** Hell, [[KnowWhenToFoldEm when the Emperor declared surrender,]] several of his generals were so certain they could still "''win''" that they plotted his assassination. ''This was '''after''' Nagasaki.''
** Imperial Japan also highlights the problem with governments doing this so reflexively that they forget a fundamental truth: You can fool some of the people some of the time, and some of the people all of the time, ''but you can't fool ALL of the people ALL of the time.'' The people get so used to it that they become experts at reading between the lines. As another troper already pointed out, the problem with the Japanese government proclaiming that every battle with the enemy resulted in a "great victory" was that any Japanese citizen with access to a map could plainly see that every "great victory" ''was getting closer and closer to the home islands.'' Food was getting hard to find. Supplies were being rationed. Where were all those American bombers coming from? Why wasn't damage from the bombing being repaired right away? Why aren't our soldiers and sailors coming home after these "great victories" to celebrate? [[RealityEnsues Towards the end of the war, every thinking Japanese citizen was fully aware of how much trouble their country was in.]]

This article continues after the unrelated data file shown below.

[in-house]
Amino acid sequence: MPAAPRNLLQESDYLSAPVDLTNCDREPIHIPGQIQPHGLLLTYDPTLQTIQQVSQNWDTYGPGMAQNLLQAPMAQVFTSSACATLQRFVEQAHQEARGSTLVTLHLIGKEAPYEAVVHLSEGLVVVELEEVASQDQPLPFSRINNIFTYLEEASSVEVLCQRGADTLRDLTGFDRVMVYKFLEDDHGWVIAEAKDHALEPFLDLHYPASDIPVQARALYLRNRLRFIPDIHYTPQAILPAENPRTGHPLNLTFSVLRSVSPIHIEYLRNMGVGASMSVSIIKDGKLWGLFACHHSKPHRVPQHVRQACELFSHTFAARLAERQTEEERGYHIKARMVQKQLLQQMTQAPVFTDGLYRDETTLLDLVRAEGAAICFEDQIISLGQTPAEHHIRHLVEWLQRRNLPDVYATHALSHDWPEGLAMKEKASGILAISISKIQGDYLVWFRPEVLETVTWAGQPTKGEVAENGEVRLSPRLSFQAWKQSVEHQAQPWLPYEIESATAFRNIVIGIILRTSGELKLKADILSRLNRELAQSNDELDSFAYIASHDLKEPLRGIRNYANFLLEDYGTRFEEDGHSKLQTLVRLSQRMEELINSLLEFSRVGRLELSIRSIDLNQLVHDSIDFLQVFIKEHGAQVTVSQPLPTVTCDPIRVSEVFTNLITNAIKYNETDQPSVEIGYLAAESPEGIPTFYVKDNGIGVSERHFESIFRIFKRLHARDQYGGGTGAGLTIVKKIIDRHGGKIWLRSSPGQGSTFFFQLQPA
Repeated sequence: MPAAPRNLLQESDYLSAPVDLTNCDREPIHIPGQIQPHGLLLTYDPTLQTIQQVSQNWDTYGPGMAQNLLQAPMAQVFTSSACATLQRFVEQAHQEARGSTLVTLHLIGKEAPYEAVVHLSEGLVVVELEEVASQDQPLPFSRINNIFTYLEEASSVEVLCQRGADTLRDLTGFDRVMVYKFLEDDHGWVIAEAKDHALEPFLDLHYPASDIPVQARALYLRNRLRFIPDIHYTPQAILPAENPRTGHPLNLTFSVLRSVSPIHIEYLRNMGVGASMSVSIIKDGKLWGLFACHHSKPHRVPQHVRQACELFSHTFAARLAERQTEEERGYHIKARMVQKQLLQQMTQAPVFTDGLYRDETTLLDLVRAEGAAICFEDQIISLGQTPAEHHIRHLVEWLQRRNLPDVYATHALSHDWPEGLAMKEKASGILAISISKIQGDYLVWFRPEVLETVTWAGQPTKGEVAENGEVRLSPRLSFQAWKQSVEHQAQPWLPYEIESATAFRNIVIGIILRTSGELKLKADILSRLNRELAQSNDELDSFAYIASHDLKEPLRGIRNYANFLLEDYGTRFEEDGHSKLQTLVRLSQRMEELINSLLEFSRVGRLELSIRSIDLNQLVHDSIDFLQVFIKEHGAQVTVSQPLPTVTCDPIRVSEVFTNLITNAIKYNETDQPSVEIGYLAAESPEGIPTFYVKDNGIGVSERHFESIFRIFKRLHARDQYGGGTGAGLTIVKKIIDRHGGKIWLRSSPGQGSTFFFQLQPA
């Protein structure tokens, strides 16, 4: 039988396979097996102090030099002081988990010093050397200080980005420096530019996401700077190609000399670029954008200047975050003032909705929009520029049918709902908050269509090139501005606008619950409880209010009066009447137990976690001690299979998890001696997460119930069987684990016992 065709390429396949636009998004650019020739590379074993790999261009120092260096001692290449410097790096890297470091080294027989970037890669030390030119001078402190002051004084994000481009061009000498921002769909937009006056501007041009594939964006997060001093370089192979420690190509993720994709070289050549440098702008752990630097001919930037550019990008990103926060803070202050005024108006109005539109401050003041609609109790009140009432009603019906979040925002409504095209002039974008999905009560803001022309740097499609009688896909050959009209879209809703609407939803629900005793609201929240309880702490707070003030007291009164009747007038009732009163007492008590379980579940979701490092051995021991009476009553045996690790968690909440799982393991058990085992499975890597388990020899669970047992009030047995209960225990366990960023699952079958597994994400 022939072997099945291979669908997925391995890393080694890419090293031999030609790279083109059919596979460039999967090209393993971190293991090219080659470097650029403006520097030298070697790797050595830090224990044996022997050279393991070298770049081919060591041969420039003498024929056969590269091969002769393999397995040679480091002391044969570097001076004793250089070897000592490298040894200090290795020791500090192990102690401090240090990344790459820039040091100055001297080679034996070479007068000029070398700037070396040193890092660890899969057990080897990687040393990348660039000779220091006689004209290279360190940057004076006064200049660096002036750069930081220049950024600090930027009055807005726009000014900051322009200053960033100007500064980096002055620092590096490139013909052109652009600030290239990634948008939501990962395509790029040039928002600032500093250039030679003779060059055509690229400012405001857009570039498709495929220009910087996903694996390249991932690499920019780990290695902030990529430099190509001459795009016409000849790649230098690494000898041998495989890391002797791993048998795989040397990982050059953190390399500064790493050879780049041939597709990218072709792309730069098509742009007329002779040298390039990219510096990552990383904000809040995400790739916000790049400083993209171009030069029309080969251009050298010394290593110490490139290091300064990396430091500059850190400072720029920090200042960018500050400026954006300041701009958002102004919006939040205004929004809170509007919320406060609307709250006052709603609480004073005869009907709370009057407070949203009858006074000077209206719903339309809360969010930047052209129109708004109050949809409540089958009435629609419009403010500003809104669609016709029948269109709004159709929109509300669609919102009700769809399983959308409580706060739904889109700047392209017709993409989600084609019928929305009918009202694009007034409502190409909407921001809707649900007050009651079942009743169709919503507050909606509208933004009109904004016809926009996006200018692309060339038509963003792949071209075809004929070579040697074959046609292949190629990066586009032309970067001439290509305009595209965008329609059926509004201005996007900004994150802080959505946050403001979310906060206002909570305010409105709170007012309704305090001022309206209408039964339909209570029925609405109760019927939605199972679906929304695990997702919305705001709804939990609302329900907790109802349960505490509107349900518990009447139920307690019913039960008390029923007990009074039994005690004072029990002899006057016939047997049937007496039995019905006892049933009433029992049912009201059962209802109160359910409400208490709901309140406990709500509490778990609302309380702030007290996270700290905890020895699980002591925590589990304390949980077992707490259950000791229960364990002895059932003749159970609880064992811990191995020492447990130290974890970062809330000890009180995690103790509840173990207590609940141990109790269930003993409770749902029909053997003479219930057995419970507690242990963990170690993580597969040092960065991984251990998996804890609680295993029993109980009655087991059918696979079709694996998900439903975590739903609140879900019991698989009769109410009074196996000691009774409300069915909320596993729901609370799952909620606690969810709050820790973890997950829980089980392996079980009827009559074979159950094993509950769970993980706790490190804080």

* Korsakov's Syndrome. It's a form of amnesia brought on by excessive alcohol abuse. To cover up for their forgetting, patients will invent information that sounds highly plausible to everyone else and eventually come to believe it themselves.